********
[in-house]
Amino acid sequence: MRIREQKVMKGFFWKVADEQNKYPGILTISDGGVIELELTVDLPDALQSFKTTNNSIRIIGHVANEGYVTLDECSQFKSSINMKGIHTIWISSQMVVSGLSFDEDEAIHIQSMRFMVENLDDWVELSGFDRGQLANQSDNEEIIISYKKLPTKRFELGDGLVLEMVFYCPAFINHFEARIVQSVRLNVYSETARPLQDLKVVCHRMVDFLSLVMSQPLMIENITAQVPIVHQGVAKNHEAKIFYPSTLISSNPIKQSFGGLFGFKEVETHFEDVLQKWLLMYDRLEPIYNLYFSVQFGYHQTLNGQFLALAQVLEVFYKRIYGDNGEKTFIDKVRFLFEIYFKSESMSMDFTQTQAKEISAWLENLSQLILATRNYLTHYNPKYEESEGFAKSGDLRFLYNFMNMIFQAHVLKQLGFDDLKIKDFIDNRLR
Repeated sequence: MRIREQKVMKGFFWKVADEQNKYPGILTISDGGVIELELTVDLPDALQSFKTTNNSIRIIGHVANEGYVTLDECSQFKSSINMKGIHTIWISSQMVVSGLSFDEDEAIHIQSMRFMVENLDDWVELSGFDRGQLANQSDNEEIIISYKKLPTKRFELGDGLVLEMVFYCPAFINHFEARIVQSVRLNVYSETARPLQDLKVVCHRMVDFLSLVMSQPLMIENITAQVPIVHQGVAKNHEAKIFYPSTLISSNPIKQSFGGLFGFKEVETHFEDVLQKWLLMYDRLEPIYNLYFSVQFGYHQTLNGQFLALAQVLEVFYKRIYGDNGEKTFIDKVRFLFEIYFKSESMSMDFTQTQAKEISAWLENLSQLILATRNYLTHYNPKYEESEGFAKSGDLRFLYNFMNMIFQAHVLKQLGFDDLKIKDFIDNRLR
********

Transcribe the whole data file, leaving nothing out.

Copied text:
[in-house]
Amino acid sequence: MRIREQKVMKGFFWKVADEQNKYPGILTISDGGVIELELTVDLPDALQSFKTTNNSIRIIGHVANEGYVTLDECSQFKSSINMKGIHTIWISSQMVVSGLSFDEDEAIHIQSMRFMVENLDDWVELSGFDRGQLANQSDNEEIIISYKKLPTKRFELGDGLVLEMVFYCPAFINHFEARIVQSVRLNVYSETARPLQDLKVVCHRMVDFLSLVMSQPLMIENITAQVPIVHQGVAKNHEAKIFYPSTLISSNPIKQSFGGLFGFKEVETHFEDVLQKWLLMYDRLEPIYNLYFSVQFGYHQTLNGQFLALAQVLEVFYKRIYGDNGEKTFIDKVRFLFEIYFKSESMSMDFTQTQAKEISAWLENLSQLILATRNYLTHYNPKYEESEGFAKSGDLRFLYNFMNMIFQAHVLKQLGFDDLKIKDFIDNRLR
Repeated sequence: MRIREQKVMKGFFWKVADEQNKYPGILTISDGGVIELELTVDLPDALQSFKTTNNSIRIIGHVANEGYVTLDECSQFKSSINMKGIHTIWISSQMVVSGLSFDEDEAIHIQSMRFMVENLDDWVELSGFDRGQLANQSDNEEIIISYKKLPTKRFELGDGLVLEMVFYCPAFINHFEARIVQSVRLNVYSETARPLQDLKVVCHRMVDFLSLVMSQPLMIENITAQVPIVHQGVAKNHEAKIFYPSTLISSNPIKQSFGGLFGFKEVETHFEDVLQKWLLMYDRLEPIYNLYFSVQFGYHQTLNGQFLALAQVLEVFYKRIYGDNGEKTFIDKVRFLFEIYFKSESMSMDFTQTQAKEISAWLENLSQLILATRNYLTHYNPKYEESEGFAKSGDLRFLYNFMNMIFQAHVLKQLGFDDLKIKDFIDNRLR